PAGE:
gms | German Medical Science

16. Grazer Konferenz – Qualität der Lehre: Curriculum planning and assessment

19. - 21. April 2012, Timisoara, Romania

Undergraduate medical curriculum. Offering the students a choice between a clinical-oriented curriculum, basic sciences, or medical humanities


16. Grazer Konferenz – Qualität der Lehre 2012 - Curriculum planning and assessment. Timisoara, Romania, 19.-21.04.2012. Düsseldorf: German Medical Science GMS Publishing House; 2012. Doc12grako12

doi: 10.3205/12grako12, urn:nbn:de:0183-12grako120

Veröffentlicht: 5. September 2012

© 2012 Richard et al.
Dieser Artikel ist ein Open Access-Artikel und steht unter den Creative Commons Lizenzbedingungen ( Er darf vervielfältigt, verbreitet und öffentlich zugänglich gemacht werden, vorausgesetzt dass Autor und Quelle genannt werden.



Context: Reforms in undergraduate medical curricula tend to focus on early introduction of clinical material. Competency based assessments often reduce the place of basic sciences. This evolution is in part due to the feeling that basic science teaching in the first years of medical studies is encyclopedic, induces short time memory learning strategies, and is on the whole inefficient. Nevertheless this tendency has raised several types of concern. Debates remain as to how much of basic science knowledge remains necessary for students to understand medicine and the evolution of diagnosis and therapeutic procedures. Basic scientific knowledge is also a prerequisite for involvement in biological research, at the time where the construction of MD/phD curricula is clearly recognized as a priority.

Methods: The medical school of the University of Angers has recently implemented a reform of the curricula of the second and third years of medical studies. The choice has been that of designing a curriculum consisting in 70% of a core clinical-based curriculum, and 30% of additional courses to be chosen within one of the three following categories.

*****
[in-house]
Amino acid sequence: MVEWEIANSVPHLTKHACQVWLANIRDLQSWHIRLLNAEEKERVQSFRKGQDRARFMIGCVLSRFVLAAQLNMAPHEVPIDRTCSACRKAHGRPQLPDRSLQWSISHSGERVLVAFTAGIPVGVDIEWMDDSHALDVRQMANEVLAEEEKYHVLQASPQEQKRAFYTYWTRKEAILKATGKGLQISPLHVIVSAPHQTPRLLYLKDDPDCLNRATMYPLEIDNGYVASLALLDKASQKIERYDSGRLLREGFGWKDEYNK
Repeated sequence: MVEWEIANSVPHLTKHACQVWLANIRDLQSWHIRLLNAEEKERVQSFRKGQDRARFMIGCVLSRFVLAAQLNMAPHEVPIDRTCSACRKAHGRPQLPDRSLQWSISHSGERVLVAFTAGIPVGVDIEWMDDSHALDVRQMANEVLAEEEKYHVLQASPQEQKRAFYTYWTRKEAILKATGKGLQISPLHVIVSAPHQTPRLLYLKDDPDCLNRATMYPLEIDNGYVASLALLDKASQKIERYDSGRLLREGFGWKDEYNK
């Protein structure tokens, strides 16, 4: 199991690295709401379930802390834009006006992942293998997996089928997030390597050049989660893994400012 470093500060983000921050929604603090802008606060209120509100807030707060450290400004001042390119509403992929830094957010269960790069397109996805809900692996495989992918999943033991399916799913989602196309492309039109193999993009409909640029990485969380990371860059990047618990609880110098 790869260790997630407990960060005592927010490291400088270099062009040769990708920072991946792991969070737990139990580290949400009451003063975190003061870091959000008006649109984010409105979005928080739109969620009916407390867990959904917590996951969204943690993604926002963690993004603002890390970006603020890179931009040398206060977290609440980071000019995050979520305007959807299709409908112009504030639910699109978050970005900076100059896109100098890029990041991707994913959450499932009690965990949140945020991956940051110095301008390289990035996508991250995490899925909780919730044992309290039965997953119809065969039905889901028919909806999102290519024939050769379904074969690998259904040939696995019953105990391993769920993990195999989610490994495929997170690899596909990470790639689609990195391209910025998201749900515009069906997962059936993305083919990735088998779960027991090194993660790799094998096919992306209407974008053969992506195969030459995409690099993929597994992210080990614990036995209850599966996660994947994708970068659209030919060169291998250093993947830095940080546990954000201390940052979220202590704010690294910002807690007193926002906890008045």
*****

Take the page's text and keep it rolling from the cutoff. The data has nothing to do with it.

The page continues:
More basic sciences. This stream includes 6 modules : Biostatistics, Discovery of biological regulations, From the gene to the cell, Imaging the response to cancer therapy, Functional explorations, and a project. The objective is to allow students in-depth study of some fundamental biological mechanisms. The project is in most cases the literature review of a specific question and the first step to a personal research project conducted during the third year. The aim is to give students who are interested in science generic tools to understand medicine and develop a scientific approach. The teaching is mainly organised in small groups, using interactive methods and continuous assessment of student’s production rather than end of term tests.

Early patient contact. This stream includes further teaching on medical psychology, a module focused on the approach of patients with chronic diseases, a clinical approach of functional explorations, and bedside teaching. The assessment is in part based on ECOS.

More medical humanities. This stream includes tutorials and lectures dealing with a large scope of social sciences for medicine (Philosophy, sociology, psychology, law, economics, forensic medicine). The assessment is mainly based on an essay.

The students were asked to rank the options in order of preference and guaranteed to be enrolled in one of their two preferred options. Academic results were not considered for allocation. The maximum number of student in each stream was pre-determined.

Results: 176 students expressed their choice. The first choice was early clinical contact for 119, more basic sciences for 24, and more medical humanities for 24. Due to constraints in the number of students in each stream, 47 students were allocated to their second choice (medical humanities in 16 cases and basic science in 31 cases).

The program is currently running for the first edition. Both students and teachers seem to be satisfied with the format. Formal assessment is not yet available. Comparison of the academic results of the three groups on the core-curriculum modules will be performed.

Discussion/Conclusion: A large majority of second year medical students choose a more clinically oriented curriculum if they are offered the option. Among the other students, the interest for basic sciences and medical humanities is almost balanced. The influence of our first year curriculum which is almost exclusively basic sciences and takes place in a highly competitive context should be kept in mind when generalizing these conclusions to other systems.

Considering the poor level of evidence on which to rely in the design of curricular reforms, offering within the same institution different programs for different students can be preferable to a single policy.